There is plenty of evidence "in between." If you looked at an extant Homo aferensis, for example, you would say, "Oh, look. Some sort of a small ape. Looks kind of like a chimpanzee." There are any number of ape-looking creatures attributed to the Homo line. There is no gap. There is no missing link. That's 19th century thinking, before we had found the large number of fossils we know of today.

And just to add to what several other posters have said above, there is no evidence that OP's creature has anything to do with human evolution. It doesn't change a thing.



posted on Nov, 30 2019 @ 10:06 AM
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a reply to: [post=24629551]Agit8dChop[/post

I don't see where you hear things like there are no in between fossils. They have identified over 30 different human like ancestors. 50000 years ago homo sapiens, neanderthals, homo altai(denisovans) , homo floriensis, and one other, all lived during the same period and interbred. Northern Europeans are around 3% neanderthal. The more ancient forms are Australopithecus, Heidelbergensis, homo erectus, homo rhodesiensis.

There is a wealth of data documenting our slow evolution into what we are today. I do believe an ancient civilization was wiped out by a comet like 15000 years ago and this comet caused the great flood that all religions talk about. I believe there is alien life out there in the universe, but intelligent life is probably quite rare. We would be able to detect the energy consumption of such an advanced cuvilization



posted on Nov, 30 2019 @ 01:43 PM
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very interesting



posted on Nov, 30 2019 @ 01:55 PM
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I often wonder if the ablity of modern humans to walk up right had to do with some kind of food based mutation. Cyclopia (See Here) as an example of this:

Cyclopia and milder forms of the same developmental disorder result from holoprosencephaly which is a failure of the embryonic forebrain to subdivide properly. (The embryonic forebrain is normally responsible for inducing the development of the orbits.) Chromosome abnormalities (such as trisomy 13) and gene mutations can disrupt this process. So also can certain toxins, some of them found in wild plants.


So could a diet of certain foods have errored fetal development and cause the pelvic abnormalities that allowed us humans to walk up right?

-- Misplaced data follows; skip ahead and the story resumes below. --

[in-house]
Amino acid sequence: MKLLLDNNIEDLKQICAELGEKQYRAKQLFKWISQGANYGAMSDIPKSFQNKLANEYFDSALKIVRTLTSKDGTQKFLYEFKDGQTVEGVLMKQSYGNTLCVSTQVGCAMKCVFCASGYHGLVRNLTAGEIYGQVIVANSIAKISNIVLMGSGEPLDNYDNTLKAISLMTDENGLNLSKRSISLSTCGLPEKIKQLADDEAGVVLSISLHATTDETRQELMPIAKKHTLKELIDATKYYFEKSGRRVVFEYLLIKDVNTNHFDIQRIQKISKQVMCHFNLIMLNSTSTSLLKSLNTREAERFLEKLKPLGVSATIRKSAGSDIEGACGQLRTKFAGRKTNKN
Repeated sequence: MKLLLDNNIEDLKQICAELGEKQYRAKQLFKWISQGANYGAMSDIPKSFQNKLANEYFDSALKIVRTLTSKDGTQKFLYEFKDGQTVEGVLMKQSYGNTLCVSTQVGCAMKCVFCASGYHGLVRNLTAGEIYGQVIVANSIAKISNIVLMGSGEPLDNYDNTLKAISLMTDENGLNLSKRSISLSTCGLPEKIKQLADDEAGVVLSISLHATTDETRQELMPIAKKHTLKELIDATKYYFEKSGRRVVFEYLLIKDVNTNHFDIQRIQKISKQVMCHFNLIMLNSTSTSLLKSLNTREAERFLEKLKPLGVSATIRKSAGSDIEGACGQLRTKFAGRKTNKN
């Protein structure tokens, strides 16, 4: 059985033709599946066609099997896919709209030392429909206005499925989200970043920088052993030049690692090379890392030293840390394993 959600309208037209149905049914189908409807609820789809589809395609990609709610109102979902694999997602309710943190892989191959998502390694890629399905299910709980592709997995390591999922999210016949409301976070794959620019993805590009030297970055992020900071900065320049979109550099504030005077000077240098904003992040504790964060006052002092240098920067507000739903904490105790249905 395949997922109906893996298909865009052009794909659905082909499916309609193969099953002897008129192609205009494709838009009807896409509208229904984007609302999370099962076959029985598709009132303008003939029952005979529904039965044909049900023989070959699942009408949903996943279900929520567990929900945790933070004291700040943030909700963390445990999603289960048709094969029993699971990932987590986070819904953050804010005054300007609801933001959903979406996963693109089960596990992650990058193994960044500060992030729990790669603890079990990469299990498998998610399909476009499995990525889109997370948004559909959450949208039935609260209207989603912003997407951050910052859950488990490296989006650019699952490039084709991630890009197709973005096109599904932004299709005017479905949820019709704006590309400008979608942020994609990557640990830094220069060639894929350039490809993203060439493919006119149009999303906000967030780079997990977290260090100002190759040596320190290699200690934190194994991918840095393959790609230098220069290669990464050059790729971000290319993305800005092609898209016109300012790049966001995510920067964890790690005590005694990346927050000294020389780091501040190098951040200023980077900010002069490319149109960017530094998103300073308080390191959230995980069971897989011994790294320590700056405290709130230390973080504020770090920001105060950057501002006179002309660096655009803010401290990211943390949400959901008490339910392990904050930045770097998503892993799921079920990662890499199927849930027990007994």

posted on Nov, 30 2019 @ 02:15 PM
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originally posted by: Guyfriday
So could a diet of certain foods have errored fetal development and cause the pelvic abnormalities that allowed us humans to walk up right?

A more likely source of the introduction of a genetic mutation is viral infection.



posted on Nov, 30 2019 @ 05:50 PM
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originally posted by: Groot



the pic posted

showing the branch-swingers, is a fake-news item.



Brachiation, or arm swinging, is a form of arboreal locomotion in which primates swing from tree limb to tree limb using only their arms.
During brachiation, the body is alternately supported under each forelimb.
This form of locomotion is the primary means of locomotion for the small gibbons and siamangs of southeast Asia. Gibbons in particular use brachiation for as much as 80% of their locomotor activities.
Some New World monkeys, such as spider monkeys and muriquis, were initially classified

Brachiation - Wikipedia
en.wikipedia.org/wiki/Brachiation



the tree apes did not take the evolutionary path necessary to walk-upright


find a book, The Monkey Puzzle for a couple hour read to get a education on the subject....
well, it was a good book ?40 years ago....
see:




ISBN: 0394527941
ISBN13: 9780394527949
The Monkey Puzzle : Reshaping the Evolutionary Tree
by John Gribbin
edit on th30157515865630042019 by St Udio because: (no reason given)